Prayers needed for Papua New Guinea!
While Covid is seeming to maybe perhaps be coming under control here in the USA, it’s only just taking root in Papua New Guinea. Strict limitation on people coming into the country kept the case numbers manageably low – until now. Public news outlets say the past month saw the number of cases on the steep incline – at least 4600 new cases with 39 deaths. That may still seem a reasonable case load — until you factor in only about 500 doctors and maybe 5000 nurses for the country’s of 9 million people. The populace is largely made up of subsistence farmers whose families tend to be malnourished. Many deal with often untreated chronic illnesses – tuberculosis, parasites, chronic anemia from malaria, and other such maladies. Most live in “rural” areas where the medical clinic at best (hopefully) has supplies to treat basic malaria, mild bacterial infections, small injuries and uncomplicated childbirths. Some doses of the AstraZeneca vaccine are available but myths abound that make the people leery of getting it. Even if available, administering any such medicines to the outlying villages where no roads exist presents its own unique challenges. Won’t you please be praying for the country of Papua New Guinea thru these difficult days?
For some happier tribal updates: The Amdu missionaries, Bart and Emily Allen, shared about their recent translation check. I’ll leave much of their comments intact as it gives you a good overview of how a translation check is done for each verse converted into the local mother tongue. Bart wrote,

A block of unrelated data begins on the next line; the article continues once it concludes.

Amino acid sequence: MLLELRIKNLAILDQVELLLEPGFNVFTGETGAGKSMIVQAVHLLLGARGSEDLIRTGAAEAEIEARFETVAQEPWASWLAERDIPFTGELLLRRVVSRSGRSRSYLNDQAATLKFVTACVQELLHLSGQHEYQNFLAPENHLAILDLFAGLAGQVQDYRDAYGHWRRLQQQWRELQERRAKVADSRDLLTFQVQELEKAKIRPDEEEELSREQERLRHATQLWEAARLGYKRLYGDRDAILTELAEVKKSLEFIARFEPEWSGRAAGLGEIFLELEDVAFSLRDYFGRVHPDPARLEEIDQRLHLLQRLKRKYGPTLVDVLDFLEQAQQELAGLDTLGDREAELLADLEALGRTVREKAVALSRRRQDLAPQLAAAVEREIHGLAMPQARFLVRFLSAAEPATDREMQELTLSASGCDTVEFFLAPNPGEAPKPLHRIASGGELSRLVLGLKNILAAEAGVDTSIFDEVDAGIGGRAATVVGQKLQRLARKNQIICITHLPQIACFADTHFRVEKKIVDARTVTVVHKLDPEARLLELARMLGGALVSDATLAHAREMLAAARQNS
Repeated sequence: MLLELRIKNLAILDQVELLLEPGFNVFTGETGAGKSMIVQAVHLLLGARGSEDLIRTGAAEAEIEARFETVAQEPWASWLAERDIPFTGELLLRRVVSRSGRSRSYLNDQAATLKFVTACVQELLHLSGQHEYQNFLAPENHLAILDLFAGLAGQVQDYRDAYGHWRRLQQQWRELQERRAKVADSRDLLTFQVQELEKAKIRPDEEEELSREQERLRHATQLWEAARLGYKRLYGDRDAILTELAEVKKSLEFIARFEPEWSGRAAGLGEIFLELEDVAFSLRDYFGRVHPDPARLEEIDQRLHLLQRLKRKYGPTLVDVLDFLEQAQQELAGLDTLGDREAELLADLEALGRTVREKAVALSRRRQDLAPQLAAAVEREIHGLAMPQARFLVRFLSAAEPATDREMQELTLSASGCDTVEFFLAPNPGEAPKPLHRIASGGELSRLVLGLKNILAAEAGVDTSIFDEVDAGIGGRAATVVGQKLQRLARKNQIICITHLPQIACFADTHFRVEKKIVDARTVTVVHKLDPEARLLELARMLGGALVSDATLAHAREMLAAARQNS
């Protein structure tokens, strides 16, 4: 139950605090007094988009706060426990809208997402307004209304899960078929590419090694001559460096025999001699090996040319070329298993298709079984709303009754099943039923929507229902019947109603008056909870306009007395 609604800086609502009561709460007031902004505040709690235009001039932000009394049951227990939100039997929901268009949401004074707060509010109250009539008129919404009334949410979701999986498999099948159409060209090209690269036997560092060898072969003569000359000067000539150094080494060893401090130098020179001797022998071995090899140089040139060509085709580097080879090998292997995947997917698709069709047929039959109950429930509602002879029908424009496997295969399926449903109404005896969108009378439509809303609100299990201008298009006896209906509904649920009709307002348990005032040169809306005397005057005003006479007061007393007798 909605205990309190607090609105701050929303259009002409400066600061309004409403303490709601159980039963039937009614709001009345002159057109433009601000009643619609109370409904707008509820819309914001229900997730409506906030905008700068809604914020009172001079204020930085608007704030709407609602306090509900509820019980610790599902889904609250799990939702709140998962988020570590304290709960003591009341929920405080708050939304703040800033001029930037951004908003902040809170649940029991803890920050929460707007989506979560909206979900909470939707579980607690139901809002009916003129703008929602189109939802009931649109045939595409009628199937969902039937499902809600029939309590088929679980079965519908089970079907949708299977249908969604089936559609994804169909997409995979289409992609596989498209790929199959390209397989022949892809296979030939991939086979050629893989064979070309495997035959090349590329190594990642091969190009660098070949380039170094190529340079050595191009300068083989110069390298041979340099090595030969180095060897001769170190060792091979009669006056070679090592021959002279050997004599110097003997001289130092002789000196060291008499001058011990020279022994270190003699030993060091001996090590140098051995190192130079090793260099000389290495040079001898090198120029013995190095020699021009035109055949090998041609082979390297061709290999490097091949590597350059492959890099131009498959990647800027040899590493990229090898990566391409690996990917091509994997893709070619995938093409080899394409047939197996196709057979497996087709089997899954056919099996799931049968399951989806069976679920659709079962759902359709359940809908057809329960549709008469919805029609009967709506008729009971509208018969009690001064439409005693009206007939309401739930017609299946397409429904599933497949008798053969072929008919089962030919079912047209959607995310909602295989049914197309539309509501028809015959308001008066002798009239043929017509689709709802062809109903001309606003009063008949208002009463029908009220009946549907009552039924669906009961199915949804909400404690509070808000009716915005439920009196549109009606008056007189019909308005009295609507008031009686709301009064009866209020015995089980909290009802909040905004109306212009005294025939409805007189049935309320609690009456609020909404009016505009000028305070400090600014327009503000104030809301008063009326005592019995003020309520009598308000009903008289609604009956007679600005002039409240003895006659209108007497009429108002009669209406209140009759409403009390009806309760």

… only one Amdu man was able to help with the check. As our consultant Jason and I sat with him, I read portions of God’s Word that I had translated (into Amdu), and the helper, using the trade language, (Melanesian Pidgin English) would tell Jason what he heard. It is a painstaking process, but it is necessary, to check both the accuracy and the naturalness of the translation. We had about 450 verses in Mark, Acts and Romans (first two chapters) to check so I was praying that my helper would be able to stick at it for 3 days without becoming overly weary. … (as) we started into the Mark portions I noticed that my helper didn’t seem as sharp as I remembered him being in how careful he listened and gave back what he heard. Nevertheless we moved pretty well through the chapters in Mark with minimal problems. … The helper was much slower giving back the portions of Acts we were working through, but these things helped to highlight weaknesses in how I translated it. It also drew attention to (spiritual) terms that aren’t working as well as they should and shows our team things we need to talk through a little more. So all these things are actually good and help to sharpen our communication of God’s matchless Word! But it did make me worried for the two chapters of Romans that I had prepared to check. … We flew through it! It absolutely ‘sang’ beautifully to our helper. I was blown away and SO full of praise. We had put a lot of work into developing the translation of these two chapters, and I can’t tell you how fulfilling it was to see how clearly it was understood! Praise the Lord with us over all we’ve learned through this check and how it will help us in the rest of the chapters of Romans.
Regarding a couple more tribal updates that I have – the missionaries have cautioned about sharing their specific details in any mass media form as even in their outlying areas, people have access to the internet. Should they see something posted about their specific church they can all too easily misconstrue the post and trouble can ensue. The bits I’ll share below are thus not given with the name of the particular tribes involved. Your prayers are coveted all the same as the young believers grow and mature in their new found faith in Jesus. Some reports from round about PNG before the latest Covid upswing: